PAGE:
medton May 07, 2010   Link
  • +4
    My OpinionGod...

    Every time I let myself get into this song I get this indescribable negative feeling... Like nothing else. Almost like you take everything bad and mix it together. Lonliness, sadness, bitterness, emptiness...

    The line "Immerse your soul in love" is the most painful for me.

    Because you know it's just a joke.

    This song really is Hell.
    Maelthornon May 14, 2009   Link
  • +3
    General CommentThe correct lyrics are:

    Rows of houses, all bearing down on me
    I can feel their blue hands touching me
    All these things into position
    All these things are one to swallow whole
    And fade out again and fade out

    This machine will, will not communicate
    These thoughts and the strain I am under
    Be a world child, form a circle
    Before we all go under
    And fade out again and fade out again

    Cracked eggs, dead birds
    Scream as they fight for life
    I can feel death, can see its beady eyes
    All these things into position
    All these things are one to swallow whole
    And fade out again and fade out again

    Immerse your soul in love
    IMMERSE YOUR SOUL IN LOVE
    jhienklesonon March 12, 2003   Link
  • +3
    General CommentThis song is the tunnel with no light at the end, and Thom hates it when he looks into the crowd at concerts and sees people singing along with smiles on their faces, but to me, that's not the way that things should be.

    Cause every person in that room knows the song is true. It's inescapable; sometimes life just throws things in your way that you can't get round, sometimes things just don't work out and everything gets completely lost, and sometimes people give up on all hope entirely, and that danger, that fear is always there and always will be.

    But despite how hopeless and pointless all that seems, if you can stand in a crowd of a thousand people that all know it's true, doesn't that make you feel a whole lot better, knowing that you're part of this battle and you're not alone? Knowing that you've got something in common with all these people, doesn't that just turn a couple of the tears you're crying into hopeful ones? I know it did for me.

    It's sad, but when he says there's no saving grace, no redemption in it, he's wrong, because there's redemption in all music. If you can relate, then you're not on your own, and I think that matters a hell of a lot.
    3lanceron August 24, 2008   Link
  • +2
    General CommentThis is the best song of radiohead,it has everything, the nusic is incredible, and the lirycs are just poetry.
    livgirlon February 19, 2002   Link
  • +2
    General CommentFor those of you who think this song is about anything other than the Devil himself, do a little research. Thom has come outright and said exactly what it was about. He disavows having written the song himself and claims he was just a tool to do so. They only play it at the end of the concert because it is just so draining for him to play. Although, I have to say I am a little surprised it's so depressing because I felt that the last two lines gave some hope...or at least some comfort to the song and to life. Head the word, immerse your soul in love!! It's all we have people!!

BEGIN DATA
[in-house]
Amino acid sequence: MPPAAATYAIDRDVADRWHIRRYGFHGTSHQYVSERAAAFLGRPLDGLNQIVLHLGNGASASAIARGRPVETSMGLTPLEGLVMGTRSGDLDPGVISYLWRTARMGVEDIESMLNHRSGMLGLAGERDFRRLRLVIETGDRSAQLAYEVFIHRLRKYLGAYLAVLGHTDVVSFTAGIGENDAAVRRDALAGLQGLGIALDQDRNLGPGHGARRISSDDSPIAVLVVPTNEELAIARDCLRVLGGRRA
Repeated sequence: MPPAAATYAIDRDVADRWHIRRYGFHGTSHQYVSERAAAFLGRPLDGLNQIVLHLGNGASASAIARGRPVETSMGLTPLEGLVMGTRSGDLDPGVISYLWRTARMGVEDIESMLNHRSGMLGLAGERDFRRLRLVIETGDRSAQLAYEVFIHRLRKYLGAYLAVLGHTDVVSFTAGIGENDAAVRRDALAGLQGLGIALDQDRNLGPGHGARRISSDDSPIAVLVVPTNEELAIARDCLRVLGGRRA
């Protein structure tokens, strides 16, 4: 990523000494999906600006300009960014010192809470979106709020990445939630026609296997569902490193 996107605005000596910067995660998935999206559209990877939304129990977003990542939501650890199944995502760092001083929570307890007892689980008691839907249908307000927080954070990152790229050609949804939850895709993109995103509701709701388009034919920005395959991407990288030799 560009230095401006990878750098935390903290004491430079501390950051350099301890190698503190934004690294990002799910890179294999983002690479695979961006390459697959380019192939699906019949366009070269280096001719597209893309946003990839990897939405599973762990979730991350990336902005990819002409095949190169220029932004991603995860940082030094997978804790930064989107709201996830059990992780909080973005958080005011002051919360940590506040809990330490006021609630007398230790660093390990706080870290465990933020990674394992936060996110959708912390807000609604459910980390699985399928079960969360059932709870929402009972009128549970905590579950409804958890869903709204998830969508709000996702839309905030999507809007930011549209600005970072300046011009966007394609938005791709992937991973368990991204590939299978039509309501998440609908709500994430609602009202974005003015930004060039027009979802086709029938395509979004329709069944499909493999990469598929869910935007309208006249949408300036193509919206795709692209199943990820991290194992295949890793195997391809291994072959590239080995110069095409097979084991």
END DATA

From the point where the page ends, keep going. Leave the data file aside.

I have extremely mixed feelings about this song. It is incredibly intense and emotional. At the same time, melodic and flowing. It hurts me to hear it but I play it all the time. Some songs you can feel in your bones and they just strike you as though you were just hit...this is defintiely one of those songs!!
    drietovenareson June 10, 2003   Link
  • +2
    General CommentAm i the only one who is a little freaked out by the idea that this song is the voice of the cosmos? that this is what the universe is trying to tell us? i can see why thom yorke would be loath to play this song if (he really believes that) it wrote itself.

    Funny, I don't see the last lines as being particularly hopeful or redemptive. It's not that i'm an especially morbid or pessimistic person, but in the context of the song and the way he sings it, "immerse your soul in love" sounds more like a defense mechanism than a light at the end of the tunnel. that is to say, there ISN'T a light at the end of the tunnel; how else are you going to keep that kind of revelation out of mind but by "thinking happy thoughts?" he might as well be singing, "immerse your soul in paperwork." anything to distract yourself from the knowledge that your soul, and your love, and everyone you surround yourself with will fade out in the end.

    on the other hand, the line "form a circle before we all go under" and the fact that he always sings "fade out again" suggest that it wouldn't be the first time, which i suppose does cast the song in a spiritual/cyclic/reincarnate light. or else thom sees death as merely the last disappointment in a lifetime of "fading out." me? i think the cosmos was just looking for something to pad the syllabic count of the chorus, like "oh yeah" or "baby," or "tonite."